Schaal grew up in Oakland, California, admiring the work of his father, Rudolf Schaal, a landscape architect who emigrated from Germany in the 1930s. Schaal received his B.S. in landscape architecture from Cal Poly Pomona and was recognized as the "Outstanding Graduate in Landscape Architecture" in 1962. After practicing in California and North Carolina, in 1966 he moved to Syracuse, New York, where he taught full-time at the State University of New York College of Environmental Science and Forestry while earning his M.L.A. Schaal joined the San Francisco office of Eckbo, Dean, Austin and Williams in 1970, and in 1974 he founded the EDAW office in Fort Collins, Colorado. There he led a distinguished career until his retirement in 2012.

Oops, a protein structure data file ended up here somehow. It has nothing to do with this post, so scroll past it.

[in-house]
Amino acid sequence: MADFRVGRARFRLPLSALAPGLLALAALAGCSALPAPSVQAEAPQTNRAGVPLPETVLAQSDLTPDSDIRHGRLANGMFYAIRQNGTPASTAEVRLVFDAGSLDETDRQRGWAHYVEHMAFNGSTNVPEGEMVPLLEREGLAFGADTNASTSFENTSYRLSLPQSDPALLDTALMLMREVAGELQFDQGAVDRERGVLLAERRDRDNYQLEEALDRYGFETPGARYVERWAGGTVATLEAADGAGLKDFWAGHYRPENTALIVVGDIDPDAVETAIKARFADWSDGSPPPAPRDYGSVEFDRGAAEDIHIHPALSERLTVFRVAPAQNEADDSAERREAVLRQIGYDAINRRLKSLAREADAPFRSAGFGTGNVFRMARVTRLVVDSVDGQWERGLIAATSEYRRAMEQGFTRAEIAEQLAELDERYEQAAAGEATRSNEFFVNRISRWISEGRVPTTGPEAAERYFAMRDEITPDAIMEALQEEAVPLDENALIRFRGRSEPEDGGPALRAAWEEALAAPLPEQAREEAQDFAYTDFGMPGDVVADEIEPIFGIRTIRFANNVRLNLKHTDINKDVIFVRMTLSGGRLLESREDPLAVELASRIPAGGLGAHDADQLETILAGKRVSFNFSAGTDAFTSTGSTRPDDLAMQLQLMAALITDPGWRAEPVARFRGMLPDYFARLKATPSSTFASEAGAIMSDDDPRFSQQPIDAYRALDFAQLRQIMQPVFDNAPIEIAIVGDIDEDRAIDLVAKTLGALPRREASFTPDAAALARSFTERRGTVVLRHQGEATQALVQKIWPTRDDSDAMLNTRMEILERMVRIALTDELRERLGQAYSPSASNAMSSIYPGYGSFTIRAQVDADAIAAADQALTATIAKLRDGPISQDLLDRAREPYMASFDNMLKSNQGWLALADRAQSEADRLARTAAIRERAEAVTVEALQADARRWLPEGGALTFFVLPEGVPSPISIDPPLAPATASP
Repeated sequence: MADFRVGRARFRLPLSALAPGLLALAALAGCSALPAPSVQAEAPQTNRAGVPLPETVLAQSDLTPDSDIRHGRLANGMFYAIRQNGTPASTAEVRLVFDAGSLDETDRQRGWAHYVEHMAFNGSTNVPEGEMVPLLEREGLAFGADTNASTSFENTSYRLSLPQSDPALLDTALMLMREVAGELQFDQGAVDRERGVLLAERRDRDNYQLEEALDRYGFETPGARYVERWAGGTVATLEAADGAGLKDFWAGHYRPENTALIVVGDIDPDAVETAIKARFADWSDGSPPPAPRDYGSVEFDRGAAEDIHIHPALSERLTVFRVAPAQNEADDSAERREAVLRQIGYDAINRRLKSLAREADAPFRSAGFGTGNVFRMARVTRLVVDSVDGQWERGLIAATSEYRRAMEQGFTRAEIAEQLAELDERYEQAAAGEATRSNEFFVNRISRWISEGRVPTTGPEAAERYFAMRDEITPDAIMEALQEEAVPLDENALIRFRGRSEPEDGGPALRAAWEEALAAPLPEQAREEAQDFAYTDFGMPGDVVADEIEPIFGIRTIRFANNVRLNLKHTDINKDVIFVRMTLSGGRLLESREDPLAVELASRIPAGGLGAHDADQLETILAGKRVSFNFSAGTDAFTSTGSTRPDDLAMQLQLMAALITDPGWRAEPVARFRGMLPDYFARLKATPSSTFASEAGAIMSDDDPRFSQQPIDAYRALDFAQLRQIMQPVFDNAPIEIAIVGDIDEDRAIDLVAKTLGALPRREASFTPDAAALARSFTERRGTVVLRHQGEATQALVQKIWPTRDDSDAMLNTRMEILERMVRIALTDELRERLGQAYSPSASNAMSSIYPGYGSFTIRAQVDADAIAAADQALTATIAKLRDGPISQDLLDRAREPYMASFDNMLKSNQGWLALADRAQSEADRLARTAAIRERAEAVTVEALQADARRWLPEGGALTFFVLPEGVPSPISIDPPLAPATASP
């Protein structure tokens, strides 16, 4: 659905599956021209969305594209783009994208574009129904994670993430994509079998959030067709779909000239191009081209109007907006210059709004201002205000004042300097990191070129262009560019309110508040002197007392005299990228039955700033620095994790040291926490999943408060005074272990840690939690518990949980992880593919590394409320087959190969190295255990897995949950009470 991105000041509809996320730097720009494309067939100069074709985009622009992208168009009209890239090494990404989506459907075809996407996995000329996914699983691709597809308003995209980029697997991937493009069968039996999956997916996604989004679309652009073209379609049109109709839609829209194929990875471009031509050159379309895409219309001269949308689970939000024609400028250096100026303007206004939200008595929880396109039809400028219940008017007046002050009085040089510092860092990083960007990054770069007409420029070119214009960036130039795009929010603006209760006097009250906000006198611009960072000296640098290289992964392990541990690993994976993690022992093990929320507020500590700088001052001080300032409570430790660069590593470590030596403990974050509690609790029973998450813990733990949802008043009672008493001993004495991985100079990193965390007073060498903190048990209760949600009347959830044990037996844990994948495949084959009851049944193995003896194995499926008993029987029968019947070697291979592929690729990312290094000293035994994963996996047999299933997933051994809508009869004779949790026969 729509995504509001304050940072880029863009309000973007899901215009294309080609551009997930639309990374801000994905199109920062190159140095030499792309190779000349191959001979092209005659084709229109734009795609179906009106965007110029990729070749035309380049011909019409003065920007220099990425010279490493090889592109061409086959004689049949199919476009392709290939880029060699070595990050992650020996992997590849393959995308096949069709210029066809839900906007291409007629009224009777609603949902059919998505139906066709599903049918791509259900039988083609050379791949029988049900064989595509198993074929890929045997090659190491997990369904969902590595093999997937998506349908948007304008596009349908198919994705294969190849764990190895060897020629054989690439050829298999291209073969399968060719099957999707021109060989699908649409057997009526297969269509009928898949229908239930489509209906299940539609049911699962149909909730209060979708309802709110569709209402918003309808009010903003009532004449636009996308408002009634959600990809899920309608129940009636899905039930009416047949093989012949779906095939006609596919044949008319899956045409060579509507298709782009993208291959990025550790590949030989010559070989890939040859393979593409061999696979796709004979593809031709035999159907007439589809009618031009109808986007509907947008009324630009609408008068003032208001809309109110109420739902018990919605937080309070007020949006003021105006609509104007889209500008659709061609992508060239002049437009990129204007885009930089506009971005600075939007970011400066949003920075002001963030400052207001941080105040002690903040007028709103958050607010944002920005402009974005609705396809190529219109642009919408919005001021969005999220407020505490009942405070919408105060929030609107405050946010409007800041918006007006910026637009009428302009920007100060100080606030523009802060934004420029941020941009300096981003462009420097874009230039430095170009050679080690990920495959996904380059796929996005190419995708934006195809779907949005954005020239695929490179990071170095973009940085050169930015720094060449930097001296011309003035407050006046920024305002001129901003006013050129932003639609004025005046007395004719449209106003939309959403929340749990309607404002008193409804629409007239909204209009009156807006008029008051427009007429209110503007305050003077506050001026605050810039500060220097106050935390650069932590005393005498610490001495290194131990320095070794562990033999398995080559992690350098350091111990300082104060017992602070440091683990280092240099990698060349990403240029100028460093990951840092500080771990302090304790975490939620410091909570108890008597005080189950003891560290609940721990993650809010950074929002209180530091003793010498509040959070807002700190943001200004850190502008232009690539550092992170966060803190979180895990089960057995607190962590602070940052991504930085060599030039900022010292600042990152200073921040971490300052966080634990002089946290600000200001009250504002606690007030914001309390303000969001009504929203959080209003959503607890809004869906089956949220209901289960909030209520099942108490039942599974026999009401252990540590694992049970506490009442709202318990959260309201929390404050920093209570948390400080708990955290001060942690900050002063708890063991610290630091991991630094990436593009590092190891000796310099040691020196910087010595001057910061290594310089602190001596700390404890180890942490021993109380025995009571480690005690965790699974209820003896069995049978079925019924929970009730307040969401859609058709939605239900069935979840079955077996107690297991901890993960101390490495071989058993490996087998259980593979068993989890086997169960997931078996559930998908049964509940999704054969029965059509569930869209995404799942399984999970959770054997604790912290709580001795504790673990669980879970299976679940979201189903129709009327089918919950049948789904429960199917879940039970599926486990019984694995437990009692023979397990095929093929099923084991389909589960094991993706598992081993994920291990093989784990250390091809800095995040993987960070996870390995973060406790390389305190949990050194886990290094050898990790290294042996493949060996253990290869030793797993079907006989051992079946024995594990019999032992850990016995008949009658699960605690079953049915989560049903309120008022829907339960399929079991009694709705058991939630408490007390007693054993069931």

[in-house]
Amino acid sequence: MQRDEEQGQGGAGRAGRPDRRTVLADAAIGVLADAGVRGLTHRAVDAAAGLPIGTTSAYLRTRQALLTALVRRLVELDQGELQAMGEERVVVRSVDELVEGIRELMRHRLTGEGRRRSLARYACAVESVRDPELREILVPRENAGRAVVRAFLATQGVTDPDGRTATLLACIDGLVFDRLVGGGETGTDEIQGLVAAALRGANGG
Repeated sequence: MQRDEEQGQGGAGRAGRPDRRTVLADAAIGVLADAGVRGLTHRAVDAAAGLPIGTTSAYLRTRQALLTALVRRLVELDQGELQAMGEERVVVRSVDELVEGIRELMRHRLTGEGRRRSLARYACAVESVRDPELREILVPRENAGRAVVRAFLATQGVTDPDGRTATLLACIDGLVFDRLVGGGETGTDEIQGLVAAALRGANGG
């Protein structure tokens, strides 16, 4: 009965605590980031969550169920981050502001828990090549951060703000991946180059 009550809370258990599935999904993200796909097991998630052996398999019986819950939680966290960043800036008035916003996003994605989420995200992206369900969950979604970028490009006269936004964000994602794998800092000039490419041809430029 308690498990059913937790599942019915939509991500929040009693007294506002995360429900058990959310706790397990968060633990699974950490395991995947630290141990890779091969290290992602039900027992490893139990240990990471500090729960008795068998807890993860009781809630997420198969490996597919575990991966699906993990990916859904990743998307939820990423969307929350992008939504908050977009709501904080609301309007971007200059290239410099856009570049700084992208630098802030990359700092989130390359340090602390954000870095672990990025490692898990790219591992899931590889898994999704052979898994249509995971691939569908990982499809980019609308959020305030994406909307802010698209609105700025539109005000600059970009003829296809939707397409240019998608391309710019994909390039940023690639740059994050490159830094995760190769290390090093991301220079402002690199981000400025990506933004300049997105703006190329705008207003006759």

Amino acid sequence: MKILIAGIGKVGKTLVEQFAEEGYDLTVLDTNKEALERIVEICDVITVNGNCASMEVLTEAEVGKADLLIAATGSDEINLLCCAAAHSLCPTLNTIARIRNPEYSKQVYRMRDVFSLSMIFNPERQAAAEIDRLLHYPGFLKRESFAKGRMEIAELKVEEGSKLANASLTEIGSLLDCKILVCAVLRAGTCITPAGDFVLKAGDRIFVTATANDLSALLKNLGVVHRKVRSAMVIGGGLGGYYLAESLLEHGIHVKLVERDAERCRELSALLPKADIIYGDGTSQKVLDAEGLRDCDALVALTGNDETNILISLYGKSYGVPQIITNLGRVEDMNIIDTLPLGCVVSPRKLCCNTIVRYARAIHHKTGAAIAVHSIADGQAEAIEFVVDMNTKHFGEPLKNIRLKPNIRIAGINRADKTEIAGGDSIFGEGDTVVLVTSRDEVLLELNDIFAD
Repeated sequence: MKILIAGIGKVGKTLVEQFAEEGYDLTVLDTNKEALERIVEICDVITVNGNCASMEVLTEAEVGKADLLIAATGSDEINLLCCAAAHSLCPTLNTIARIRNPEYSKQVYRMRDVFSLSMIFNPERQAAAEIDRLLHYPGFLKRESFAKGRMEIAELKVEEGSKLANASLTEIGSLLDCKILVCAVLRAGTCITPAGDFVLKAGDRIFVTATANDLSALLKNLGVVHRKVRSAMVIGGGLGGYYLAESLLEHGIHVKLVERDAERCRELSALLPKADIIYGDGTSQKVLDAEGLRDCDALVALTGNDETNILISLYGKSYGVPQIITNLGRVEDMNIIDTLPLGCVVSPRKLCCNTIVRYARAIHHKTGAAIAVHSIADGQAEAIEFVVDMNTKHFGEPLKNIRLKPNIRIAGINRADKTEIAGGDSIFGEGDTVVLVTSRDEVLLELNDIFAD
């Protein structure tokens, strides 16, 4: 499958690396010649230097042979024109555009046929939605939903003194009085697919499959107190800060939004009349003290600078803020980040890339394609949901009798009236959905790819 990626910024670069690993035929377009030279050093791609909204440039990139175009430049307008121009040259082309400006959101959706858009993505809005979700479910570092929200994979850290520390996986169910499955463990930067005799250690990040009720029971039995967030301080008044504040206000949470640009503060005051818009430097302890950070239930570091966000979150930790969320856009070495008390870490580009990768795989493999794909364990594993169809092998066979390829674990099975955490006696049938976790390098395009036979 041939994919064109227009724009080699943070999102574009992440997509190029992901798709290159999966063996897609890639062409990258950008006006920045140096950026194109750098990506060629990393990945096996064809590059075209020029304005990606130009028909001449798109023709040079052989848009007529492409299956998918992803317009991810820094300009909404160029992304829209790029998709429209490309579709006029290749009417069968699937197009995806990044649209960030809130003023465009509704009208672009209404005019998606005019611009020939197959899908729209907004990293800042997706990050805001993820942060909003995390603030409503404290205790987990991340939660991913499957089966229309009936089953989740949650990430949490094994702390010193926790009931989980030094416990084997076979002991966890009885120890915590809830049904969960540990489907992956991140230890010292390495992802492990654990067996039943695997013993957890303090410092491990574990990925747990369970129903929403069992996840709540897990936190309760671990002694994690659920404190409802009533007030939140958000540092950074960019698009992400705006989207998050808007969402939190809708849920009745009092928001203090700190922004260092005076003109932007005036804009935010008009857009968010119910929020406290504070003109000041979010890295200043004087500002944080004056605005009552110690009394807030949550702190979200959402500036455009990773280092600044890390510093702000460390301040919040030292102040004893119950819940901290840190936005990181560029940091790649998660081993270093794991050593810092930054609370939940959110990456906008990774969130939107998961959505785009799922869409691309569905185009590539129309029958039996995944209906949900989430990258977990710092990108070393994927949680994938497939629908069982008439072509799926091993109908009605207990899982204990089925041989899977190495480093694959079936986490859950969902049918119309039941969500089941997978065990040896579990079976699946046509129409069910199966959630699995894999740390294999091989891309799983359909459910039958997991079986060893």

Schaal worked on a vast array of projects, ultimately specializing in public gardens, including youth-oriented educational and contemplative health-care gardens. He created master plans and designs for dozens of botanical gardens and arboretums nationwide, and worked on several prominent national parks, including Yellowstone, Grand Canyon, and Yosemite. Schaal was also the primary landscape architect for dozens of projects over the course of fifteen years at Washington University in Saint Louis.
Among his most significant commissions was his first project at EDAW, the Pacific Gas and Electric Company’s Davenport transmission line study near Santa Cruz, California, noteworthy for its cutting-edge application of GIS technology. The EDAW Summer Program, which Schaal established and directed, received The Landscape Architecture Medal of Excellence (previously the Award of Excellence) from the American Society of Landscape Architects in 2000. Schaal was named a Fellow of the American Society of Landscape Architects in 1990. He is currently retired and resides in Colorado.